1 Oct 2008

Must Read

2 important and related blog posts:

Shader Workflow - Why Shader Generators are Bad
Graphical shader systems are bad

Good arguments why shaders should be treated as code under programmer control, not as graphics assets under artist control.

4 comments:

eRiX said...

hehe :]
Yep quite controversial!
My opinion is: either extreme is bad. Absolute flexibility is crap, of course. Absolutely fixed and waiting months for shader features is crap as well. So I mean: plugged together Shaders have to be revised by a good programmer!

Isn't thats a nice "beetween the chairs" viewpoint? As I am between graphincs and technical stuff.

Coroknight said...

good read. and i'm glad you've started posting so regularly.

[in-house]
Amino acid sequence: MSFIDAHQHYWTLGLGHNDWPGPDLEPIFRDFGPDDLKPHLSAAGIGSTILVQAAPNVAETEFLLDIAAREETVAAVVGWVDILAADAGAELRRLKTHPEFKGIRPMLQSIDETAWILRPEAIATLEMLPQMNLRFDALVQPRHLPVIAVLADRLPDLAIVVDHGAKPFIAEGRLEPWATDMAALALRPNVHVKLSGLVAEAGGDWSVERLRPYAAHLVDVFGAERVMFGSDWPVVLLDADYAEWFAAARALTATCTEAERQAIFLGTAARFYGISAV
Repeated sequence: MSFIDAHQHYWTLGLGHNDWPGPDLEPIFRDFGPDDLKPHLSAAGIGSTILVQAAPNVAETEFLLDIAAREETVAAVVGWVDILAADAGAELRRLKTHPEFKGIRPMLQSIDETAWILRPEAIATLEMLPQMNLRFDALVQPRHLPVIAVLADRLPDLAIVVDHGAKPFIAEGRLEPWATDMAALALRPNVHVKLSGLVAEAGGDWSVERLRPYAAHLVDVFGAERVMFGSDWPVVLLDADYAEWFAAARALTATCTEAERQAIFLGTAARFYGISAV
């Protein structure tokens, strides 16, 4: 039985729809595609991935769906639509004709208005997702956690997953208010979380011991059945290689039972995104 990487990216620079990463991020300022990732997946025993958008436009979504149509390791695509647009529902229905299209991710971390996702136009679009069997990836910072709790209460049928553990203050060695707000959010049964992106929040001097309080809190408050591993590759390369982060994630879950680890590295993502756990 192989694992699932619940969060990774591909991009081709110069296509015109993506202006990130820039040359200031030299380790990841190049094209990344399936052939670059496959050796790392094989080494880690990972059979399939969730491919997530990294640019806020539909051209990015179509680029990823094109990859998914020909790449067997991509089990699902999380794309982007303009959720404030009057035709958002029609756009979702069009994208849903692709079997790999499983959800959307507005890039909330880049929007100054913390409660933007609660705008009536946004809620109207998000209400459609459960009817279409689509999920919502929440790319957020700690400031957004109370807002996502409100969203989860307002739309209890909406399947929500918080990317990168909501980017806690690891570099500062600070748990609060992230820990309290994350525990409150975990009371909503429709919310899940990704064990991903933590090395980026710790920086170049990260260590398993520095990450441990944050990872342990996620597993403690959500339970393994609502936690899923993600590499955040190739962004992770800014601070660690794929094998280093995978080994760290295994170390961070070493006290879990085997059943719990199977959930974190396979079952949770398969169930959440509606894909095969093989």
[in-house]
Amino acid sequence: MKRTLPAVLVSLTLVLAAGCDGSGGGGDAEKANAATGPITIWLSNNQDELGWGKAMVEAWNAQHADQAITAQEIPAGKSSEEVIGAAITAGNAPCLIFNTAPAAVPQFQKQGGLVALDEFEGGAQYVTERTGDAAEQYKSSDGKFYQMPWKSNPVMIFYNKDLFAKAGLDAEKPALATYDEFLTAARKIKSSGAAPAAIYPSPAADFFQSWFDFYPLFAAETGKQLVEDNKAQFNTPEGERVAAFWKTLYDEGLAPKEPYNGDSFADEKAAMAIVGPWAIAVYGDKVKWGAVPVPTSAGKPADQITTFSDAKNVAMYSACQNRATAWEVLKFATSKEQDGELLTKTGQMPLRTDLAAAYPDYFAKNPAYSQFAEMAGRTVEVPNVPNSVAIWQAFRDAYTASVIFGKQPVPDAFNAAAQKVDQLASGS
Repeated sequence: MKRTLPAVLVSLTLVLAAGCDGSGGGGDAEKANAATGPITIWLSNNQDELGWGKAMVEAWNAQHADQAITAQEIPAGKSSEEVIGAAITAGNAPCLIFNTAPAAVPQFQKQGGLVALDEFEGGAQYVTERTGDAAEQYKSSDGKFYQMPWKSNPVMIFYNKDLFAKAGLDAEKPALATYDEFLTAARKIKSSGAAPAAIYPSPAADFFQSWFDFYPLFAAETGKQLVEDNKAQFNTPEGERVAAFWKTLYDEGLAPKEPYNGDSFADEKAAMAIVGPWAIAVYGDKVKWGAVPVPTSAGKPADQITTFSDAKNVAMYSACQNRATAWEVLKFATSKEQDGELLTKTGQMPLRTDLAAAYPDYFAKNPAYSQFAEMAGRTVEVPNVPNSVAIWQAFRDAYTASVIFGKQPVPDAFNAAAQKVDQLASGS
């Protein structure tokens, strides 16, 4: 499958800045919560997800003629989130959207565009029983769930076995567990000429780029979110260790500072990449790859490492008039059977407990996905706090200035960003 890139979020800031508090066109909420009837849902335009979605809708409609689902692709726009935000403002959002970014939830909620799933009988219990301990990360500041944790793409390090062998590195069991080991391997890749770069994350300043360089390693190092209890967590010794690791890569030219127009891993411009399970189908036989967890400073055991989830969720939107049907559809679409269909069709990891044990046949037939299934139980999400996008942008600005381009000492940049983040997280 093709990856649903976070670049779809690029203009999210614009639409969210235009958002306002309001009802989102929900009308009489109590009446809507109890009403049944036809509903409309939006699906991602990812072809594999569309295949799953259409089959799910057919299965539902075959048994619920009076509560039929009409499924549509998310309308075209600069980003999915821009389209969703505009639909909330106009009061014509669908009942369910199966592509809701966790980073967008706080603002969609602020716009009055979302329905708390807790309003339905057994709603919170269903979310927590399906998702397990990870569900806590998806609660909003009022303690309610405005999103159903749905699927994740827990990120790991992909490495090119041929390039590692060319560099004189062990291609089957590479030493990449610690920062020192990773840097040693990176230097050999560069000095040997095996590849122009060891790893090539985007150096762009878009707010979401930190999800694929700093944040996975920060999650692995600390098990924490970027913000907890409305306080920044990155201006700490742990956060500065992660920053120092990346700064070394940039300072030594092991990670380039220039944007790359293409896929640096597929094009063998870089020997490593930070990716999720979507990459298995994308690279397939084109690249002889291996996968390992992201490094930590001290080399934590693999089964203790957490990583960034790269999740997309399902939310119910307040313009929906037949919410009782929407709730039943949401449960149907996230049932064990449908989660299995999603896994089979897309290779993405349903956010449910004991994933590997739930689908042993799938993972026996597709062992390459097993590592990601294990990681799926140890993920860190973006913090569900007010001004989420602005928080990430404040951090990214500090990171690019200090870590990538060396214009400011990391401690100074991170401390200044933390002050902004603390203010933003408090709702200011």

Floh said...

Yes, I think the best approach is to have a relatively small number of shader "layers" (like ReflectionLayer, LightmapLayer, AnimatedUvLayer, etc...) which are provided by the programmers and can be "stacked" by graphics artists. Each layer has a "cost" assigned and as soon as a "layer stack" becomes too expensive, an alarm goes off. It's a bit like in the old multitexture-days really... It's especially important that components like lighting/shadowing remain centralized and "invisible" to the graphics artists.

Coroknight said...

Here is something else you might be interested in. Direct3D 11!
http://www.bit-tech.net/bits/2008/09/17/directx-11-a-look-at-what-s-coming/